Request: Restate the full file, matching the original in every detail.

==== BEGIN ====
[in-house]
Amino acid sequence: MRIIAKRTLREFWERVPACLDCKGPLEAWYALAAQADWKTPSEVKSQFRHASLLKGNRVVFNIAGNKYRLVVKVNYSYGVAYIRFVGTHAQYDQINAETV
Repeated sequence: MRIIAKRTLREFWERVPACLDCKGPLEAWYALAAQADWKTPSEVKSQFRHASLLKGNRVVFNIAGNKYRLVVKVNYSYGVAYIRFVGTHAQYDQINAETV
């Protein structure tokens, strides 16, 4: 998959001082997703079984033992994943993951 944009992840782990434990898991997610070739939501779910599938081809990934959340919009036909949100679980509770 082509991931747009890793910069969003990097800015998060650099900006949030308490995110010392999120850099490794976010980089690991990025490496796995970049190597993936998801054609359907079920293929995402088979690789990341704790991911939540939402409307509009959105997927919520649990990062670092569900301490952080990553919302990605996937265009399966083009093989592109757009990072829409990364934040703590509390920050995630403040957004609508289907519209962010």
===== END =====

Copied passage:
[in-house]
Amino acid sequence: MRIIAKRTLREFWERVPACLDCKGPLEAWYALAAQADWKTPSEVKSQFRHASLLKGNRVVFNIAGNKYRLVVKVNYSYGVAYIRFVGTHAQYDQINAETV
Repeated sequence: MRIIAKRTLREFWERVPACLDCKGPLEAWYALAAQADWKTPSEVKSQFRHASLLKGNRVVFNIAGNKYRLVVKVNYSYGVAYIRFVGTHAQYDQINAETV
């Protein structure tokens, strides 16, 4: 998959001082997703079984033992994943993951 944009992840782990434990898991997610070739939501779910599938081809990934959340919009036909949100679980509770 082509991931747009890793910069969003990097800015998060650099900006949030308490995110010392999120850099490794976010980089690991990025490496796995970049190597993936998801054609359907079920293929995402088979690789990341704790991911939540939402409307509009959105997927919520649990990062670092569900301490952080990553919302990605996937265009399966083009093989592109757009990072829409990364934040703590509390920050995630403040957004609508289907519209962010």